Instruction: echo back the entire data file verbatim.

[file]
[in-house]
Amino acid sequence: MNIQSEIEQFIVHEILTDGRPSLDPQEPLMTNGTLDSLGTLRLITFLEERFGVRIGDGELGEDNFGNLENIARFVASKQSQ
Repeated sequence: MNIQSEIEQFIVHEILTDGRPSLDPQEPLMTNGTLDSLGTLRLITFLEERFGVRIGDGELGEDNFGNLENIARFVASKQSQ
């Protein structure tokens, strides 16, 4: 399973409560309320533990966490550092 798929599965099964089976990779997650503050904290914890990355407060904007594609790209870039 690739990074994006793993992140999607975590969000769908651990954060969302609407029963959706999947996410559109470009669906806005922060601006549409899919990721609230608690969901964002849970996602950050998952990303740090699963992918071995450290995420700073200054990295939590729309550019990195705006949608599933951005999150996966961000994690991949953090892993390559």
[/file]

[in-house]
Amino acid sequence: MNIQSEIEQFIVHEILTDGRPSLDPQEPLMTNGTLDSLGTLRLITFLEERFGVRIGDGELGEDNFGNLENIARFVASKQSQ
Repeated sequence: MNIQSEIEQFIVHEILTDGRPSLDPQEPLMTNGTLDSLGTLRLITFLEERFGVRIGDGELGEDNFGNLENIARFVASKQSQ
């Protein structure tokens, strides 16, 4: 399973409560309320533990966490550092 798929599965099964089976990779997650503050904290914890990355407060904007594609790209870039 690739990074994006793993992140999607975590969000769908651990954060969302609407029963959706999947996410559109470009669906806005922060601006549409899919990721609230608690969901964002849970996602950050998952990303740090699963992918071995450290995420700073200054990295939590729309550019990195705006949608599933951005999150996966961000994690991949953090892993390559």